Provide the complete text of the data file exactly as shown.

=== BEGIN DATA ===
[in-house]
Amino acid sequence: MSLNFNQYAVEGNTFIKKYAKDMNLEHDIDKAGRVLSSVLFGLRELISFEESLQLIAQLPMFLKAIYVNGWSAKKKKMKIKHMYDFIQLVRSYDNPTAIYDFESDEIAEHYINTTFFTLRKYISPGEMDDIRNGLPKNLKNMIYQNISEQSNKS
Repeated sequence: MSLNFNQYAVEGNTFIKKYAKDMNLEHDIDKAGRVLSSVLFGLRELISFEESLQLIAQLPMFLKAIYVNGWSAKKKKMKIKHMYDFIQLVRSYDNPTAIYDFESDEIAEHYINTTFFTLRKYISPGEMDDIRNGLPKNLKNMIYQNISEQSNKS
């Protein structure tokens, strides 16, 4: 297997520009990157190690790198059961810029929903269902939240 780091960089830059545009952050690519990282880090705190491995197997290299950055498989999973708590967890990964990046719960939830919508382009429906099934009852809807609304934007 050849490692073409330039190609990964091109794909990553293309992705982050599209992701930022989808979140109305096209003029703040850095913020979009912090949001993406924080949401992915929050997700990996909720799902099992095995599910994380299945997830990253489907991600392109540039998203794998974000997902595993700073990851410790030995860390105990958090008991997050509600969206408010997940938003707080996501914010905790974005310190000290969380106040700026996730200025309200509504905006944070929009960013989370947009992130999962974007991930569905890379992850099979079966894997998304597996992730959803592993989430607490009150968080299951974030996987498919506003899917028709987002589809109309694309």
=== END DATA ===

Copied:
[in-house]
Amino acid sequence: MSLNFNQYAVEGNTFIKKYAKDMNLEHDIDKAGRVLSSVLFGLRELISFEESLQLIAQLPMFLKAIYVNGWSAKKKKMKIKHMYDFIQLVRSYDNPTAIYDFESDEIAEHYINTTFFTLRKYISPGEMDDIRNGLPKNLKNMIYQNISEQSNKS
Repeated sequence: MSLNFNQYAVEGNTFIKKYAKDMNLEHDIDKAGRVLSSVLFGLRELISFEESLQLIAQLPMFLKAIYVNGWSAKKKKMKIKHMYDFIQLVRSYDNPTAIYDFESDEIAEHYINTTFFTLRKYISPGEMDDIRNGLPKNLKNMIYQNISEQSNKS
């Protein structure tokens, strides 16, 4: 297997520009990157190690790198059961810029929903269902939240 780091960089830059545009952050690519990282880090705190491995197997290299950055498989999973708590967890990964990046719960939830919508382009429906099934009852809807609304934007 050849490692073409330039190609990964091109794909990553293309992705982050599209992701930022989808979140109305096209003029703040850095913020979009912090949001993406924080949401992915929050997700990996909720799902099992095995599910994380299945997830990253489907991600392109540039998203794998974000997902595993700073990851410790030995860390105990958090008991997050509600969206408010997940938003707080996501914010905790974005310190000290969380106040700026996730200025309200509504905006944070929009960013989370947009992130999962974007991930569905890379992850099979079966894997998304597996992730959803592993989430607490009150968080299951974030996987498919506003899917028709987002589809109309694309």